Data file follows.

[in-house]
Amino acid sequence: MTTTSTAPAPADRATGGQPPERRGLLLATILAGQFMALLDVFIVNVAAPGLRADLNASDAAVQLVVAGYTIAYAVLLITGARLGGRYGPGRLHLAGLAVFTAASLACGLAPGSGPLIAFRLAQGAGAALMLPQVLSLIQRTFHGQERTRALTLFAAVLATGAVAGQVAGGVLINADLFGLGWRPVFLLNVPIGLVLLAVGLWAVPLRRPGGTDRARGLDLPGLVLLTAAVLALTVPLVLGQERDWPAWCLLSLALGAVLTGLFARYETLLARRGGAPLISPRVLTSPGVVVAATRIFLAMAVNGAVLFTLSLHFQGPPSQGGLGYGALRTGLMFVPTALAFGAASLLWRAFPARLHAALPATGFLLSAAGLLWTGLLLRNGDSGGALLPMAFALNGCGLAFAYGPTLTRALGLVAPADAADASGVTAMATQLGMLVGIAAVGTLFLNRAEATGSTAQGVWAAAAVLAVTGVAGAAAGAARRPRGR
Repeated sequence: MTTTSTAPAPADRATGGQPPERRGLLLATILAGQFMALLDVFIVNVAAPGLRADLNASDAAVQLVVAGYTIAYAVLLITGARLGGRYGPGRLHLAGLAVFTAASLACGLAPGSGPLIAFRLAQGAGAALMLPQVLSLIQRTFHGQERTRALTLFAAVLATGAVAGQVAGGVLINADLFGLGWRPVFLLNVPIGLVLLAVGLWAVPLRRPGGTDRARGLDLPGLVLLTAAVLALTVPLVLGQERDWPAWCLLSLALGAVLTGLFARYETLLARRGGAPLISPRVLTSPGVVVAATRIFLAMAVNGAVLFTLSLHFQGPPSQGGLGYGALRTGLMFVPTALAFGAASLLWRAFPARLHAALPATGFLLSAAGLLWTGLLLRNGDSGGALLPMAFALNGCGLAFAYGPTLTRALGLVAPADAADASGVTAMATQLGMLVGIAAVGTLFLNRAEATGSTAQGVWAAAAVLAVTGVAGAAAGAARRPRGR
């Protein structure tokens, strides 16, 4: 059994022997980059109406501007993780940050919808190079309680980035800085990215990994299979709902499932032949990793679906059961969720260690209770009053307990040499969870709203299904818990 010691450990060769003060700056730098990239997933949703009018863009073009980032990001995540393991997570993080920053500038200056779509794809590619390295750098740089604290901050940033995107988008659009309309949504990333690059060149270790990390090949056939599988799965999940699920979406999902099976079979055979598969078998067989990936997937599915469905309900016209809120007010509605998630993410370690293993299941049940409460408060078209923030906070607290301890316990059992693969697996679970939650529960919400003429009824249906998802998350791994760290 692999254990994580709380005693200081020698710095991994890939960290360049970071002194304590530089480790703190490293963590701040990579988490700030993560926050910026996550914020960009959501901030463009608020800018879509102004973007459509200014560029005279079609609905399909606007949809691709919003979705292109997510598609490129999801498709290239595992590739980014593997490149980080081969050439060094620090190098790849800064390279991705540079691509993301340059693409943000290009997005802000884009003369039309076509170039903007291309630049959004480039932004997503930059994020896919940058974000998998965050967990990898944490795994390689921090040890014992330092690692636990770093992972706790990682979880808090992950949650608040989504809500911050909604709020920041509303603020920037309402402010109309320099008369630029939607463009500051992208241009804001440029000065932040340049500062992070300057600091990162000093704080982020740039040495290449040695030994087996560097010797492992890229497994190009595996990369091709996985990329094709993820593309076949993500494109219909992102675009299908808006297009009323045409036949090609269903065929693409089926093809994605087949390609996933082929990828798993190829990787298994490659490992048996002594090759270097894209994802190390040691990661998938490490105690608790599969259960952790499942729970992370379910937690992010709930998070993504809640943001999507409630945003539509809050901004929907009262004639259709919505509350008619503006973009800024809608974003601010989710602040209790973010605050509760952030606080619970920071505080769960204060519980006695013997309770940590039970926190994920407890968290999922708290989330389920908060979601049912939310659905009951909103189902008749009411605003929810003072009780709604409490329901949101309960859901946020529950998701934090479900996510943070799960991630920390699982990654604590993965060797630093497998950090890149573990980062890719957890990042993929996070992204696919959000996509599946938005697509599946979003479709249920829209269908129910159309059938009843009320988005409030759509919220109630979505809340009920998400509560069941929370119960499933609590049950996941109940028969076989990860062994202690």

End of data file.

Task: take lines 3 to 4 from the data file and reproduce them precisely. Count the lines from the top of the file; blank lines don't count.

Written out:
Repeated sequence: MTTTSTAPAPADRATGGQPPERRGLLLATILAGQFMALLDVFIVNVAAPGLRADLNASDAAVQLVVAGYTIAYAVLLITGARLGGRYGPGRLHLAGLAVFTAASLACGLAPGSGPLIAFRLAQGAGAALMLPQVLSLIQRTFHGQERTRALTLFAAVLATGAVAGQVAGGVLINADLFGLGWRPVFLLNVPIGLVLLAVGLWAVPLRRPGGTDRARGLDLPGLVLLTAAVLALTVPLVLGQERDWPAWCLLSLALGAVLTGLFARYETLLARRGGAPLISPRVLTSPGVVVAATRIFLAMAVNGAVLFTLSLHFQGPPSQGGLGYGALRTGLMFVPTALAFGAASLLWRAFPARLHAALPATGFLLSAAGLLWTGLLLRNGDSGGALLPMAFALNGCGLAFAYGPTLTRALGLVAPADAADASGVTAMATQLGMLVGIAAVGTLFLNRAEATGSTAQGVWAAAAVLAVTGVAGAAAGAARRPRGR
């Protein structure tokens, strides 16, 4: 059994022997980059109406501007993780940050919808190079309680980035800085990215990994299979709902499932032949990793679906059961969720260690209770009053307990040499969870709203299904818990 010691450990060769003060700056730098990239997933949703009018863009073009980032990001995540393991997570993080920053500038200056779509794809590619390295750098740089604290901050940033995107988008659009309309949504990333690059060149270790990390090949056939599988799965999940699920979406999902099976079979055979598969078998067989990936997937599915469905309900016209809120007010509605998630993410370690293993299941049940409460408060078209923030906070607290301890316990059992693969697996679970939650529960919400003429009824249906998802998350791994760290 692999254990994580709380005693200081020698710095991994890939960290360049970071002194304590530089480790703190490293963590701040990579988490700030993560926050910026996550914020960009959501901030463009608020800018879509102004973007459509200014560029005279079609609905399909606007949809691709919003979705292109997510598609490129999801498709290239595992590739980014593997490149980080081969050439060094620090190098790849800064390279991705540079691509993301340059693409943000290009997005802000884009003369039309076509170039903007291309630049959004480039932004997503930059994020896919940058974000998998965050967990990898944490795994390689921090040890014992330092690692636990770093992972706790990682979880808090992950949650608040989504809500911050909604709020920041509303603020920037309402402010109309320099008369630029939607463009500051992208241009804001440029000065932040340049500062992070300057600091990162000093704080982020740039040495290449040695030994087996560097010797492992890229497994190009595996990369091709996985990329094709993820593309076949993500494109219909992102675009299908808006297009009323045409036949090609269903065929693409089926093809994605087949390609996933082929990828798993190829990787298994490659490992048996002594090759270097894209994802190390040691990661998938490490105690608790599969259960952790499942729970992370379910937690992010709930998070993504809640943001999507409630945003539509809050901004929907009262004639259709919505509350008619503006973009800024809608974003601010989710602040209790973010605050509760952030606080619970920071505080769960204060519980006695013997309770940590039970926190994920407890968290999922708290989330389920908060979601049912939310659905009951909103189902008749009411605003929810003072009780709604409490329901949101309960859901946020529950998701934090479900996510943070799960991630920390699982990654604590993965060797630093497998950090890149573990980062890719957890990042993929996070992204696919959000996509599946938005697509599946979003479709249920829209269908129910159309059938009843009320988005409030759509919220109630979505809340009920998400509560069941929370119960499933609590049950996941109940028969076989990860062994202690």